Regardless of what our beliefs about sex and disability may be, as health care providers we can promote the health and well being of our patients with disabilities in several ways. First and perhaps foremost, physical and programmatic barriers to accessing general health care including routine gynecologic care must be dramatically reduced. The promise of Title III of the Americans with Disabilities Act must be aggressively extended to our health care system to ensure equal access to routine health care for all. Second, knowledge of community resources that can support the healthy development and exercise of responsible and satisfying sexuality is critical. For example, health care providers should know about adaptive and assistive technologies as well as the use of personal care assistants to support the healthy although sometimes nontypical expression of one's sexuality. Centers for Independent Living are community resources that are often underutilized by the medical profession. These centers--run by and for people with disabilities--are likely resources and allies for providing education, role models, and peer mentoring around relationships, intimacy, sexuality, sexual expression, and parenting with a disability. Finally, sex education is a must and should include the following: Basic facts of life, reproduction, and sexual intercourse; Human growth and development Human reproduction and anatomy Self-pleasuring/masturbation and the use of sexual aids Intimacy and privacy Pregnancy and child birth Contraception and abortion Family life and parenthood Sexual response and consensual sex Sexual orientation Sexual abuse HIV/AIDS and other sexually transmitted diseases. The question should not be whether sex education is provided to persons with disabilities, but rather how it is most effectively provided. Health sex education must include the development of effective communication skills, decision-making skills, assertiveness, and the ability to say "no." It must also include ways to create satisfying relationships. For more information about sex education as it relates to people with disabilities, the following abbreviated resource list may be helpful: http://www.sexualhealth.com http://www.lookingglass.com Ludwig S, Hingsburger, D. Being sexual: an illustrated series on sexuality and relationships. SIECCAN, 850 Coxwell, Aven., East York, Ontario, M4C 5R1 Tel: 416-466-5304; Fax: 416-778-0785. Sexuality Information and Education Council of the United States (SIECUS), 130 West 42nd Street, Suite 350, New York, NY 10036. Tel: 212-819-9770. National Information Center for Children and Youth with Disabilities (NICHCY), P.O. Box 1492, Washington, DC 20013; Tel/TTY: 800-695-0285; Fax: 202-884-8641; Internet: www.nichcy.org Non-Latex Supplies (Ask your pharmacist if not available) Trojan-Supra: http://www.trojancondoms.com Durex-Avanti: http://www.durex.com Female Health Company-FC Female Condom http://www.femalehealth.com Pasante--EzOn http://www.postalcondoms.co.uk (available in Canada and U.K.). PMID:12465564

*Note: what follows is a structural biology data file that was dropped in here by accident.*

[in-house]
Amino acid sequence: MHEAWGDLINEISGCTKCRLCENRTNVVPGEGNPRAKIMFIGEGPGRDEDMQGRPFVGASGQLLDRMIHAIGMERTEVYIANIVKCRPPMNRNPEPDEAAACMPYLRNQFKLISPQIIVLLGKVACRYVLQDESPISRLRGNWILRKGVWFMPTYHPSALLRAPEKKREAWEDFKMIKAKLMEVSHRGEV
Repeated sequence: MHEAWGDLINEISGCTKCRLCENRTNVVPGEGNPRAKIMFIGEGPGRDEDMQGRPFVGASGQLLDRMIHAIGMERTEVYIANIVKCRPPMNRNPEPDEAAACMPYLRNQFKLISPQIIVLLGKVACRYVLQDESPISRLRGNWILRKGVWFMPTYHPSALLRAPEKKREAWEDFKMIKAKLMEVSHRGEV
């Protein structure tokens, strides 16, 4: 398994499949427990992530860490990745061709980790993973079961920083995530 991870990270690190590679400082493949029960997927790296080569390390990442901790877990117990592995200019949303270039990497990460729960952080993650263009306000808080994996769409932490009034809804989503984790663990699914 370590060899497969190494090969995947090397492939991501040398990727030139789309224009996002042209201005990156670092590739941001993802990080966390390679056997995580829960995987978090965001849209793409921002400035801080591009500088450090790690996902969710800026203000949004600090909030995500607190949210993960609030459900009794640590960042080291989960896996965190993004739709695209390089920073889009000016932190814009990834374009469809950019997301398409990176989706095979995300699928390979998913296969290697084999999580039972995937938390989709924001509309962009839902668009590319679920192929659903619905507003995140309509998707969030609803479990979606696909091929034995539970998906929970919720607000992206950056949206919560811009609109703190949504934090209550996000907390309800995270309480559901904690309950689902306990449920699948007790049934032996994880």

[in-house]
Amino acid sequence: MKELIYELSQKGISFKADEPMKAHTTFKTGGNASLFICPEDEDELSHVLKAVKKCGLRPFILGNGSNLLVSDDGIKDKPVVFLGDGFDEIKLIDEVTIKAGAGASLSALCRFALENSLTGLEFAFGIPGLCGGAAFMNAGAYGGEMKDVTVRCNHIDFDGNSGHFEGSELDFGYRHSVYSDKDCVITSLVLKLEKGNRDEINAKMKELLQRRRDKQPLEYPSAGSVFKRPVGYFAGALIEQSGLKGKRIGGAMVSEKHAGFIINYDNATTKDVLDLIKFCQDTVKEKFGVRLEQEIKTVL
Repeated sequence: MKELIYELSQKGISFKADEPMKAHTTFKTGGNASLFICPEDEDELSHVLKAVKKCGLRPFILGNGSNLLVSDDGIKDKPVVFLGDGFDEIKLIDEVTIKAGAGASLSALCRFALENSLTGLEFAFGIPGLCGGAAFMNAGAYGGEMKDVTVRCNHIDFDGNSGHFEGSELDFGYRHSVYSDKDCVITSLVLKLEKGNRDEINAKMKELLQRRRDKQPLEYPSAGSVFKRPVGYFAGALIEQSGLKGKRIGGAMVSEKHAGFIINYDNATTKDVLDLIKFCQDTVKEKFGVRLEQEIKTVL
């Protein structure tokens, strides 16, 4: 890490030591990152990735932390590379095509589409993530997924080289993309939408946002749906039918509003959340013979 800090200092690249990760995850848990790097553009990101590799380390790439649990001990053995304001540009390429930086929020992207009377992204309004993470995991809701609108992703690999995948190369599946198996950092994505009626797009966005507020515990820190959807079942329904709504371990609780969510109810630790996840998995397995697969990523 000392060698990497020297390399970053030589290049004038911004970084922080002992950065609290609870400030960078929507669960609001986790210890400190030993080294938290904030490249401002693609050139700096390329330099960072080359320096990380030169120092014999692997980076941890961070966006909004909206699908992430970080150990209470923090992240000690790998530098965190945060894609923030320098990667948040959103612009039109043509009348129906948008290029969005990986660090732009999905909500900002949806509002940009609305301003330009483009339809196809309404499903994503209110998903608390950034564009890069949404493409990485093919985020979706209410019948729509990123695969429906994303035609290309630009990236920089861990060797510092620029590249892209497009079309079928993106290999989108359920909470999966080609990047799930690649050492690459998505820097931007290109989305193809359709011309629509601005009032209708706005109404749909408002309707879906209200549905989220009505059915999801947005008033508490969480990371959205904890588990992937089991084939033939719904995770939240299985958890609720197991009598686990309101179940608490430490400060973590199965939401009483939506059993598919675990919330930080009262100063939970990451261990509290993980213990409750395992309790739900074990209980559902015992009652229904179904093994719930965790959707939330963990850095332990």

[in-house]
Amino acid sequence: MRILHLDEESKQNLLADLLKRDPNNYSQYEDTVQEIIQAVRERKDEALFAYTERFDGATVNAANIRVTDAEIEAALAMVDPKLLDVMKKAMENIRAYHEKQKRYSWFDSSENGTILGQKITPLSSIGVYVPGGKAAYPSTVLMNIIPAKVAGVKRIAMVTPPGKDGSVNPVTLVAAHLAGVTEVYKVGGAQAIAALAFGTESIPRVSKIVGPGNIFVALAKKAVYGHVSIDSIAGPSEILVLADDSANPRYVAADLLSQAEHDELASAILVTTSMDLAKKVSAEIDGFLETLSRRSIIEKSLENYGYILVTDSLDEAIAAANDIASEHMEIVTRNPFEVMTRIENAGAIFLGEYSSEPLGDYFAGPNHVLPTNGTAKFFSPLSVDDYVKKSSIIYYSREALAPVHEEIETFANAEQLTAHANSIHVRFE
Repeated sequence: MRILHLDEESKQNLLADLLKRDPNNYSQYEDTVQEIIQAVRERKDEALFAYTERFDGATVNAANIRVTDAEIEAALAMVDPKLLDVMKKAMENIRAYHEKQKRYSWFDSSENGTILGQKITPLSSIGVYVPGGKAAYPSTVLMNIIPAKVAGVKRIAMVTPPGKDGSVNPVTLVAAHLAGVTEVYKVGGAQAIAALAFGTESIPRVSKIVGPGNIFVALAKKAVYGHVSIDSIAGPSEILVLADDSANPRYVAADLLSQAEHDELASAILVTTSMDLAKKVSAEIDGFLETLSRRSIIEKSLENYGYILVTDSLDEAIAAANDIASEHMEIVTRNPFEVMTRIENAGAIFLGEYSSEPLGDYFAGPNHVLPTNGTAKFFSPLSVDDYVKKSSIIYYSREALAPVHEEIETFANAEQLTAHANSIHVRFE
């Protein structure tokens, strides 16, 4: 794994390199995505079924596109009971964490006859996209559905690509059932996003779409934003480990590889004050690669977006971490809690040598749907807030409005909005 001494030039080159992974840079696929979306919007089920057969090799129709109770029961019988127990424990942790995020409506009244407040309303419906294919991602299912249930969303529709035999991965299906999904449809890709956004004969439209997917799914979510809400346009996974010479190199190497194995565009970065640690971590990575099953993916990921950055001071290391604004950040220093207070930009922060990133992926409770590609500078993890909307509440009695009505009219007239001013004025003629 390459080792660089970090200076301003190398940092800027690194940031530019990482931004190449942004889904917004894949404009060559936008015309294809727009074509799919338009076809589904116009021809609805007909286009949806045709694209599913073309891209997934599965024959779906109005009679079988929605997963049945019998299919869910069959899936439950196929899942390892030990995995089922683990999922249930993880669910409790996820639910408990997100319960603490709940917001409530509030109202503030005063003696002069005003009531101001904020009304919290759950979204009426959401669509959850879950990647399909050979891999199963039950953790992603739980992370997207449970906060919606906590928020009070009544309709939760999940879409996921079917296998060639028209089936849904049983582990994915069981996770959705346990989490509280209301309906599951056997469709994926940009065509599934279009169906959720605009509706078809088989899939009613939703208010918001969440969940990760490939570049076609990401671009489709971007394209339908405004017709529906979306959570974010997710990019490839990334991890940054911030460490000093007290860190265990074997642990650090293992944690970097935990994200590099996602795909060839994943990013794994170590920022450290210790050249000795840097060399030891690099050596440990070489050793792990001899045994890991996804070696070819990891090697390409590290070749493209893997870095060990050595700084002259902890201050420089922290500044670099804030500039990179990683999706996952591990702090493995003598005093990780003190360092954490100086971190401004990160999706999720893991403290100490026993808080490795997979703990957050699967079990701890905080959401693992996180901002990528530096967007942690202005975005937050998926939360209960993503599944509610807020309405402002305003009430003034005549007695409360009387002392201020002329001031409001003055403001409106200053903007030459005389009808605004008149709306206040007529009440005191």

3. Psychosocial Concerns of Sexual Minority Youth: Complexity and Caution in Group Differences

    Poteat, V. Paul; Aragon, Steven R.; Espelage, Dorothy L.; Koenig, Brian W.

    2009-01-01

    This investigation tested a large adolescent sample (n = 14,439) for significant group differences on psychosocial concerns on the basis of intersecting identities of sexual orientation (lesbian, gay, bisexual, questioning/less certain, heterosexual), race (Whites, racial minorities), and gender (boys, girls). A significant 2-way interaction…

  4. Exploring the Social Integration of Sexual Minority Youth across High School Contexts

    Martin-Storey, Alexa; Cheadle, Jacob E.; Skalamera, Julie; Crosnoe, Robert

    2015-01-01